Middle East studies in the News
McCain Says the Politic but Nonsensical Thing about Race [incl. Rashid Khalidi]
by Patrick McIlheran
Will race determine the election, Larry King asked John McCain, who promptly said the politic thing, which happens to be utterly wrong.
No, no, no, race will have nothing to do with it, McCain says: "I am totally convinced that 99 and forty-four-one-hundredths percent of Americans are going to make the decision based on who is best to lead this country."
King's question itself is a little sleazy, sort of a continuation of the notion floated primarily by left-leaning commentators – see here for a recent example – that if white people do not vote for Obama, it implies racism. It couldn't possibly be because these voters are made nervous by his talk a few years back about "redistributive" justice or the way his definition of the rich, for eat-the-rich purposes, has now trended down into middle-class country.
Nah, if you're not on board, you must be a bigot. Or, for instance, if you bring up any of Obama's inconvenient old friends – his old race-baiting preacher or, the notoriously anti-Israel academic hack and PLO mouthpiece Rashid Khalidi, whom Obama calls merely an ex-neighbor and former university colleague – then you're a racist, too.
Couldn't be, of course, that Obama actually was no mere former colleague of the toxic Khalidi but a featured speaker at the going-away dinner the faculty threw for the guy. This counts because while Obama has recently said he'll staunchly back free and democratic Israel against its perpetual attackers, the LA Times reported last spring that "the warm embrace Obama gave to Khalidi, and words like those at the professor's going-away party, have left some Palestinian American leaders believing that Obama is more receptive to their viewpoint than he is willing to say."
True? Not? You'll never know, since the Times is now suppressing the video it has of the affair.
And if you bring it up, it's got to be because you're hating Obama's "otherness," instead of, oh, questioning his foreign policy preferences.
So anyway, we're left discussing this "Bradley effect," in which white voters tell pollsters they'll vote for the black guy but don't. It's been debunked in the case of ex-LA mayor Tom Bradley, though what's really interesting is how it's presumed to be a matter of white racism – see, they're bigots, so they just can't pull the lever.
What an enormously jaundiced view. I don't doubt at all there is a tendency of voters who don't like Obama to not say so to pollsters, and why not? As Arnon A. Mishkin put it in the Weekly Standard, "call it ‘the Social Effect.' Where there is a perception that there is a ‘socially acceptable' choice, respondents who do not articulate it, are likely not to agree with it." Read enough race-baiting columnists who say that only racism could make you oppose Obama, and of course you're not going to tell a pollster your true feelings. This has nothing to do with racism; it has everything to do with the power of a false accusation of racism.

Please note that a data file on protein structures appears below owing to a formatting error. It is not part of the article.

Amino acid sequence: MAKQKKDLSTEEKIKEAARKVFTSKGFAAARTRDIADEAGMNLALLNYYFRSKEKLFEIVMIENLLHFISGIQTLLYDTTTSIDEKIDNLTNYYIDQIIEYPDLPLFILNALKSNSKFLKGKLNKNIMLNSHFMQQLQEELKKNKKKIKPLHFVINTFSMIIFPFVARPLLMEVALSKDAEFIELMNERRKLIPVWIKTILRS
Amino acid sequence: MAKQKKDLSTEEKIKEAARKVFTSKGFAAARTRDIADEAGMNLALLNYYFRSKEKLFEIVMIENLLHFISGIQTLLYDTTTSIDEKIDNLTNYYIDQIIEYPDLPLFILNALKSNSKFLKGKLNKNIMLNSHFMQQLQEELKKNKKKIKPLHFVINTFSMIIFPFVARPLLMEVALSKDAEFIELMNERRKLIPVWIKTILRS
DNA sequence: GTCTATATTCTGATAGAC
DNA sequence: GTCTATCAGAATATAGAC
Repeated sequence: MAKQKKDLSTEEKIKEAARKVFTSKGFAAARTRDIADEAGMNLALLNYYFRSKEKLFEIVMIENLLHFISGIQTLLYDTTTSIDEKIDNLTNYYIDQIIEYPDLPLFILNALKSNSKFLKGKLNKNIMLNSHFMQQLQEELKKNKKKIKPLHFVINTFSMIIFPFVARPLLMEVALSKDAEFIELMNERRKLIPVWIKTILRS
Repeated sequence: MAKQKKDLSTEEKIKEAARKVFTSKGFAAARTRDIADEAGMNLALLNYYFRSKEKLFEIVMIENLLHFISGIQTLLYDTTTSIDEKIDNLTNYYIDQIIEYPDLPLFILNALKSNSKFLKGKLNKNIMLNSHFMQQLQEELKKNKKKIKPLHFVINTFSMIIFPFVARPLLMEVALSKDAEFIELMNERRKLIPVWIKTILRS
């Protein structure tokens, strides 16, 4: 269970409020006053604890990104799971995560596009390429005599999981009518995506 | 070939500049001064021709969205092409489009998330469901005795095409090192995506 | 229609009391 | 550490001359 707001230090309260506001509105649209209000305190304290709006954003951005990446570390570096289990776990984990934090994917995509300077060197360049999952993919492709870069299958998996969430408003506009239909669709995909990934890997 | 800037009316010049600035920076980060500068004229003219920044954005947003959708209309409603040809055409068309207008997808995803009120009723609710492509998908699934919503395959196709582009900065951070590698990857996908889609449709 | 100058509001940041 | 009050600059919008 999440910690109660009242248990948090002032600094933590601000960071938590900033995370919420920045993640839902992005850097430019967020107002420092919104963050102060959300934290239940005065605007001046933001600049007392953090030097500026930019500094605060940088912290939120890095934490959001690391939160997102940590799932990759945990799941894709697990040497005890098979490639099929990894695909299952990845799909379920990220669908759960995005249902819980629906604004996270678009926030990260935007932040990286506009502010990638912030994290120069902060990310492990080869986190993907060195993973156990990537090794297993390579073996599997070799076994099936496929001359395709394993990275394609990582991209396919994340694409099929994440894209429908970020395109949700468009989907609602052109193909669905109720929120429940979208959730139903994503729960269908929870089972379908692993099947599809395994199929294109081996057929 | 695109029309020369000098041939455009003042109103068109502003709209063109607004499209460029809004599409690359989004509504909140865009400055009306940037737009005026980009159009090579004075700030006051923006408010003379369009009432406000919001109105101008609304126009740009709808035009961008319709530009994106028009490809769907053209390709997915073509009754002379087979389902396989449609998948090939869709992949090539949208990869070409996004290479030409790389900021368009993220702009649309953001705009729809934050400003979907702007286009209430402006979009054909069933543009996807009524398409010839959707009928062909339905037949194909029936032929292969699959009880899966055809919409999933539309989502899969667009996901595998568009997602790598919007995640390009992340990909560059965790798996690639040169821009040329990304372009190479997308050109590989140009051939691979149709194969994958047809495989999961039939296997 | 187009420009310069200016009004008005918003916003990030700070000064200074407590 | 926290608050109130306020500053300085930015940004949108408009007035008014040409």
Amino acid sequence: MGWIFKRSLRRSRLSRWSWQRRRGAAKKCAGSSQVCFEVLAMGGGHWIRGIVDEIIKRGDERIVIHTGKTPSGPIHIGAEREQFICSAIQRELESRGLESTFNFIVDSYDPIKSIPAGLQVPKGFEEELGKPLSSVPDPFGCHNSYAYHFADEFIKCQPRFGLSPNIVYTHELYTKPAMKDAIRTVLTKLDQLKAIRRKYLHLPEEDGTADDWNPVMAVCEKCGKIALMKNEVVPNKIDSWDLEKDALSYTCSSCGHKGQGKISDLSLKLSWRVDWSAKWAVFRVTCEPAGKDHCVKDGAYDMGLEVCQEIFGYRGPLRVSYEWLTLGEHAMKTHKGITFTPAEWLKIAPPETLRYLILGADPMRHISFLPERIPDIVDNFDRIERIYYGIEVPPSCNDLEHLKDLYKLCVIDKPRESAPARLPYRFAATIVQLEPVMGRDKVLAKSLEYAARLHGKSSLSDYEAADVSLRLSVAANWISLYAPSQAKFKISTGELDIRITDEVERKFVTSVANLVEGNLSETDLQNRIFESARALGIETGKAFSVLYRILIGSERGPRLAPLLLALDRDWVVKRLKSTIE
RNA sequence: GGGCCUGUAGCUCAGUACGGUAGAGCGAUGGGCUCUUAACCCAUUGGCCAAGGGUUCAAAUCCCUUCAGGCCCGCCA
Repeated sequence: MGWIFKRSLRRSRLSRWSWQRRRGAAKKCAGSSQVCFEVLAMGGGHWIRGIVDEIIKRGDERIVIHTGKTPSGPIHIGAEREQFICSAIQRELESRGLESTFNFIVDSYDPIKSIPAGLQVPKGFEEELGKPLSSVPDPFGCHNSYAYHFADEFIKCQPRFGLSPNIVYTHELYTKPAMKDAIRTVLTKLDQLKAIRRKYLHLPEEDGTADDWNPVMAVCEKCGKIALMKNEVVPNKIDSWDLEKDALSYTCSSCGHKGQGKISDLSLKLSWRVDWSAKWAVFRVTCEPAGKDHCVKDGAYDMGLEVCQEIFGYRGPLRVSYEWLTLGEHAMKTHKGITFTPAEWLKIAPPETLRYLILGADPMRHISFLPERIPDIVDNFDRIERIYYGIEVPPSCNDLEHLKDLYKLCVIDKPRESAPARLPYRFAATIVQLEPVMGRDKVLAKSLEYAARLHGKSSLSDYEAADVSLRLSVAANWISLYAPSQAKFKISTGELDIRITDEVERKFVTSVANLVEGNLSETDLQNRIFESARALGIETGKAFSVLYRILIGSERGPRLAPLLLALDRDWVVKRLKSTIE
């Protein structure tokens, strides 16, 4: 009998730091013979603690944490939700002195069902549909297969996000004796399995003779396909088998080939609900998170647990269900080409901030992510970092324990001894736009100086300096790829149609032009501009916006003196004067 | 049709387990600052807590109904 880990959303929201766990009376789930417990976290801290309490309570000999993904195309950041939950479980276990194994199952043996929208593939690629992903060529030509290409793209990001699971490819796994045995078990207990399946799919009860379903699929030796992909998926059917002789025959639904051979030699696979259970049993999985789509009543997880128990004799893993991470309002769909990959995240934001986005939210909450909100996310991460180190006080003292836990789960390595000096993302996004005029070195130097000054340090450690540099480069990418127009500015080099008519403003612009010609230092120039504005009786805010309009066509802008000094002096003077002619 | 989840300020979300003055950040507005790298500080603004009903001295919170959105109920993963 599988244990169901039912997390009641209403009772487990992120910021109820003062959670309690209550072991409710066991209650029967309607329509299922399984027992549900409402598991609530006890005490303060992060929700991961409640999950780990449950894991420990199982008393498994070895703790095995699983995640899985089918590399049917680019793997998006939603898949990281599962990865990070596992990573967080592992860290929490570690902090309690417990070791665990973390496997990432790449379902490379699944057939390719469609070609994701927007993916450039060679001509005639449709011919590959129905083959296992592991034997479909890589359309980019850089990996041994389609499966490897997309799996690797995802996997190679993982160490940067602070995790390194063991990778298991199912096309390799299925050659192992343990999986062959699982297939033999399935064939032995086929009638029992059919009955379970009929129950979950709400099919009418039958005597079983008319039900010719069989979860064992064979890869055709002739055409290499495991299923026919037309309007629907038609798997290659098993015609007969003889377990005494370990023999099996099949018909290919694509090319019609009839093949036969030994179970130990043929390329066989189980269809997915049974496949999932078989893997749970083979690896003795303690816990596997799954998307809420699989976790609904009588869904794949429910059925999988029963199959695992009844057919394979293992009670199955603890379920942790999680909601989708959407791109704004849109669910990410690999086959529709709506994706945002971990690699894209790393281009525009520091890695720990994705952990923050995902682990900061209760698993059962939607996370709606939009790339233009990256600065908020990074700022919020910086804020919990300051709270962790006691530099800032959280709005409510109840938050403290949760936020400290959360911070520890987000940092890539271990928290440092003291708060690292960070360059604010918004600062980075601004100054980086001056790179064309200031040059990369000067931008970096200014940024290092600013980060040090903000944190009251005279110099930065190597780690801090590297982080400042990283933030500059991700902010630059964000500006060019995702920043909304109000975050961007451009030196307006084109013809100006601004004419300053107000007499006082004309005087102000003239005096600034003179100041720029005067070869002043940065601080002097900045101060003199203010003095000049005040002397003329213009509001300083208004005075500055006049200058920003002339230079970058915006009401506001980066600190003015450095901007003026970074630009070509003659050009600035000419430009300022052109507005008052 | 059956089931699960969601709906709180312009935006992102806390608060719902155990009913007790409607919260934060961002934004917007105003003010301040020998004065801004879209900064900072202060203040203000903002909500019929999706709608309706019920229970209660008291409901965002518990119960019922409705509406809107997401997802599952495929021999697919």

That's why those commentators pulling for Obama have unleashed it – they are trying to delegitimize any thought of voting against the guy. Note the corner Larry King backed McCain into: McCain ended up saying that only the tiniest, most inconceivable share of his vote would come from racists. He didn't say none. Ah-ha, will shout the partisans: McCain appeals to racists!
McCain has assiduously avoided anything that could be interpreted as a racist appeal, so much that partisans hoping to use the charge on him are reduced to saying that calling Obama "socialist" is somehow racist code. He has striven to tamp down anti-Obama sentiments at his rallies. He won't touch Wright. None of this helps, however, because a conviction that the rest of America is rife with racists is so firmly part of the left's self-definition that it must see opposition to its candidate as driven by race.
The irony is that McCain was wrong, that the election will turn on race and significantly. Obama has virtually sewn up the votes of Americans of African descent – 17 of 20, by some counts – and the prospect of electing a black president has elevated black turnout already. Beyond that, the appeal of proving one's good faith by voting for the first black president has enormous appeal among whites of varying political stripes.
One can say this is the right kind of voting on race, but voting on the basis of race it remains. It brings with it all the foolishness and divisiveness of any such race-based voting.Note: Articles listed under "Middle East studies in the News" provide information on current developments concerning Middle East studies on North American campuses. These reports do not necessarily reflect the views of Campus Watch and do not necessarily correspond to Campus Watch's critique.
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